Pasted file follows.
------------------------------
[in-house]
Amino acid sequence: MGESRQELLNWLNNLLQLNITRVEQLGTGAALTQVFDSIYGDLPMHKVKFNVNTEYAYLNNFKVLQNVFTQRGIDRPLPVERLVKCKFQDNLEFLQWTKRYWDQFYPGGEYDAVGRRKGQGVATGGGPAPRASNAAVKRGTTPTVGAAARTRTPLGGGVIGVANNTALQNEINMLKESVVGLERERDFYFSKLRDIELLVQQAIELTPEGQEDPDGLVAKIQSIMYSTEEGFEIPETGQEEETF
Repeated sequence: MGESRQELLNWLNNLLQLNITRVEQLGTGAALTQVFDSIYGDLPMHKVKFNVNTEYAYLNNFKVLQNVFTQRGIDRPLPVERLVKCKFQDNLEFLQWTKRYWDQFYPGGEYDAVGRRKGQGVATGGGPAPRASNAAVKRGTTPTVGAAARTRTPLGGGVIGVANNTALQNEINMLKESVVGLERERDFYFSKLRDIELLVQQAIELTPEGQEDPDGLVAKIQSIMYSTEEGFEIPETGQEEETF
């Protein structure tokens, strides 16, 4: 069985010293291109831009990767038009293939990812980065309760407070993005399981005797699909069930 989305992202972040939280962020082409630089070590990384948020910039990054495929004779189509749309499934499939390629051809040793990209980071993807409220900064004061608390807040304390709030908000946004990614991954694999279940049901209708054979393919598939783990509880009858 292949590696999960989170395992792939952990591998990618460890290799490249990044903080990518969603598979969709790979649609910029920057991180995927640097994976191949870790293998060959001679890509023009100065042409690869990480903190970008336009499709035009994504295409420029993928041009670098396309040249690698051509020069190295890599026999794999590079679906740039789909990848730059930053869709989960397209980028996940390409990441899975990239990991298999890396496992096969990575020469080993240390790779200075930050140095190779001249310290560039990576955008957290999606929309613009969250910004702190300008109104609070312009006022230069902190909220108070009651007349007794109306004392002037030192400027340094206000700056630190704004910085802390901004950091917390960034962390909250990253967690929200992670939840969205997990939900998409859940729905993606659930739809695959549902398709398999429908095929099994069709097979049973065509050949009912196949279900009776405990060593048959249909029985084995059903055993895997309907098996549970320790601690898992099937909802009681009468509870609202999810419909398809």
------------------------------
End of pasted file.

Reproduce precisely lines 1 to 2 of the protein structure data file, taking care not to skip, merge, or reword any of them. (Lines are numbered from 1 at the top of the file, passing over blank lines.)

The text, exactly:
[in-house]
Amino acid sequence: MGESRQELLNWLNNLLQLNITRVEQLGTGAALTQVFDSIYGDLPMHKVKFNVNTEYAYLNNFKVLQNVFTQRGIDRPLPVERLVKCKFQDNLEFLQWTKRYWDQFYPGGEYDAVGRRKGQGVATGGGPAPRASNAAVKRGTTPTVGAAARTRTPLGGGVIGVANNTALQNEINMLKESVVGLERERDFYFSKLRDIELLVQQAIELTPEGQEDPDGLVAKIQSIMYSTEEGFEIPETGQEEETF